October 30, 2023

8:30 am / 1:00 pm


Glass Pavilion

The Ralph O’Connor Sustainable Energy Institute (ROSEI) and Johns Hopkins Technology Ventures (JHTV) are hosting its second in-person workshop that will focus on translation to market for energy and sustainability technologies. It is going to take place on October 30 from 8:30 AM – 1 PM in the Glass Pavilion on the Homewood campus. A poster session for graduate students will take place, and free breakfast and lunch will be served for attendees.

The focus of this workshop is on companies that started with technologies that were initially created in an academic environment. Speakers both internal and external to Hopkins will be participating in conversations to provide insights on how they managed to make that transition from academia to business, and what advice they have for faculty and students at JHU that would like to make that same jump.

The registration period for this event has now closed. For further questions about attendance, please contact [email protected].


Ben Schafer, Willard and Lillian Hackerman Professor of Civil and Systems Engineering at Johns Hopkins University; Director of ROSEI

Schafer is a structural engineer known for his research in structural stability and the mechanics and design of thin-walled structures. Schafer’s research focuses on enabling engineers to reliably design resilient civil structures that use minimal material. He is is dedicated to translation of his research to codes and standards that can be used by engineers to improve the reliability and efficiency of structures.

ROSEI addresses the development of sustainable energy technologies and their equitable implementation for the betterment of society. The institute, based in the Whiting School of Engineering, is a nexus for energy research at Johns Hopkins, engaging researchers across the university, including those at the Krieger School of Arts and Sciences, Applied Physics Laboratory, School of Advanced International Studies, Bloomberg School of Public Health, and the Carey Business School.


Liz Burger, Senior Director of Initiatives at Johns Hopkins Technology Ventures (JHTV)

Burger serves as Senior Director of Strategic Initiatives at JHTV. In this role, she ensures that JHTV’s resources are deployed effectively to enhance commercialization and innovation activities across the university and in the region. Prior to joining JHTV, Liz served as Executive Director/President of Evergreen Health Care, a post-Affordable Care Act health services startup organization. Liz also worked in a business consulting capacity at L.E.K. Consulting, where she conducted investment diligence analyses and provided strategic insights to companies in the retail and consumer products, life sciences, industrials and aviation industries.

JHTV aims to maximize the impact of Johns Hopkins University’s research excellence by facilitating the translation and commercialization of discoveries into accessible technologies, products and services that benefit society.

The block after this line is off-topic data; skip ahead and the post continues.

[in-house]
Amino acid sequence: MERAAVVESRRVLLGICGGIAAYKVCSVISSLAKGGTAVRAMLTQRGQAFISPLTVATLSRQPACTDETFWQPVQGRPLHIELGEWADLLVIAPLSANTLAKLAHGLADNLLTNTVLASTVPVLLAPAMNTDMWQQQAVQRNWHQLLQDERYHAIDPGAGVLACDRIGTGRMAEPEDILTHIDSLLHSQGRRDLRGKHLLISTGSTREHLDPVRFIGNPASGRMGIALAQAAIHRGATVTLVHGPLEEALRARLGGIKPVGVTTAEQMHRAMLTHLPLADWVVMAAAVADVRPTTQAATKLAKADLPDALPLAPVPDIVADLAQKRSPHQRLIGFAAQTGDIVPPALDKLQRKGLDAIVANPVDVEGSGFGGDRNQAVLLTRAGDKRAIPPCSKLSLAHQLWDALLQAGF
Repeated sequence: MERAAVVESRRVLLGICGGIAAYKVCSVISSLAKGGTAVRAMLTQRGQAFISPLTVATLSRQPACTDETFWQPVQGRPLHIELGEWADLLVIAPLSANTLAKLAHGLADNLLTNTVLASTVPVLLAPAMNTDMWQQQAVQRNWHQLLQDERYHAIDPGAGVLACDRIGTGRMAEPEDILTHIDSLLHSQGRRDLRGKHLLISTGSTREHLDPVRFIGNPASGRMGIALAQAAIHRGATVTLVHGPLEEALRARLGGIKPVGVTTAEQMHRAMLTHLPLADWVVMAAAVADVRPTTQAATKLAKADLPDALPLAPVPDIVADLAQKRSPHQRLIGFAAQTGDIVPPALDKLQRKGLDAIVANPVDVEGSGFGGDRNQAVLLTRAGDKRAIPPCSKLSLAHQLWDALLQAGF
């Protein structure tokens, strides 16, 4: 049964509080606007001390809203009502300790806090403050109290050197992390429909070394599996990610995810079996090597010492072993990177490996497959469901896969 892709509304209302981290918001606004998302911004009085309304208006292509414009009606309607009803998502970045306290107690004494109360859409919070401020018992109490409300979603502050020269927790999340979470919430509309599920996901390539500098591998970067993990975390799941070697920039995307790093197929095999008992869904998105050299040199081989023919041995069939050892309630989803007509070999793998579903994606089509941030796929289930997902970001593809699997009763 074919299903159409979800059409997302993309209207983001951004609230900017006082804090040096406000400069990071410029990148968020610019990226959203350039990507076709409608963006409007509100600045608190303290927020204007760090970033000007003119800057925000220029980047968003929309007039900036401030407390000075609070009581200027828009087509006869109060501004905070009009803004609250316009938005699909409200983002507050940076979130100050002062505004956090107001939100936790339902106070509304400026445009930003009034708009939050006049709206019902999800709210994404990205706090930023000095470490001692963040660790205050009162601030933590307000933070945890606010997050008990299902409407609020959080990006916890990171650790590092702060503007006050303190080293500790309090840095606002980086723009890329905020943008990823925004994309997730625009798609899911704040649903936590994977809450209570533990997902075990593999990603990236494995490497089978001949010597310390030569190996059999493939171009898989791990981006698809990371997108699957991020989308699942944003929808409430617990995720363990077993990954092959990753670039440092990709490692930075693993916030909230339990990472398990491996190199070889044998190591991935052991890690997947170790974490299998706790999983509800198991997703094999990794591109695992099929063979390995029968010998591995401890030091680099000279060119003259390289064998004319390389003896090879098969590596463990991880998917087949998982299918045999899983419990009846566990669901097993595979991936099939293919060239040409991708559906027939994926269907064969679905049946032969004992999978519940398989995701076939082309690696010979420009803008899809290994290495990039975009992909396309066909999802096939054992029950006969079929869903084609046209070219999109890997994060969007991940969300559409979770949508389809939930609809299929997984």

Christina DeMur, Director Technology Development at Johns Hopkins Technology Ventures (JHTV)

DeMur is a global healthcare technology executive with a background that integrates clinical experience, product development and healthcare delivery. Over the course of her career she has developed and deployed 10 electro-medical devices and healthcare IT solutions as the head of R&D and General Manager. She is passionate about solving challenges in healthcare by building/leading teams to leverage technology, systems and solutions.

JHTV aims to maximize the impact of Johns Hopkins University’s research excellence by facilitating the translation and commercialization of discoveries into accessible technologies, products and services that benefit society.


Jonah Erlebacher, Founder & CTO at Etch; Professor at Johns Hopkins University

Erlebacher is a professor in the Department of Materials Science and Engineering at JHU, and serves as a core researcher for ROSEI. He is an inventor of six patents and applications, and an author of over 75 published papers. Erlebacher is also the founder and CTO for Etch.

ETCH’s revolutionary decarbonization technology delivers unrivaled economic value and versatility that will accelerate the clean energy transition. It scales from small, distributed uses to utility-scale with wide geographic applicability and without dependence on access to water, wind or solar.


Jonathan (Jon) Glass, Acting Deputy Director for Commercialization at ARPA-E

Glass serves as the Acting Deputy Director for Commercialization at the Advanced Research Projects Agency – Energy (ARPA-E). He brings over twenty years of executive experience in business development, venture capital, technology commercialization, new business creation and IP licensing.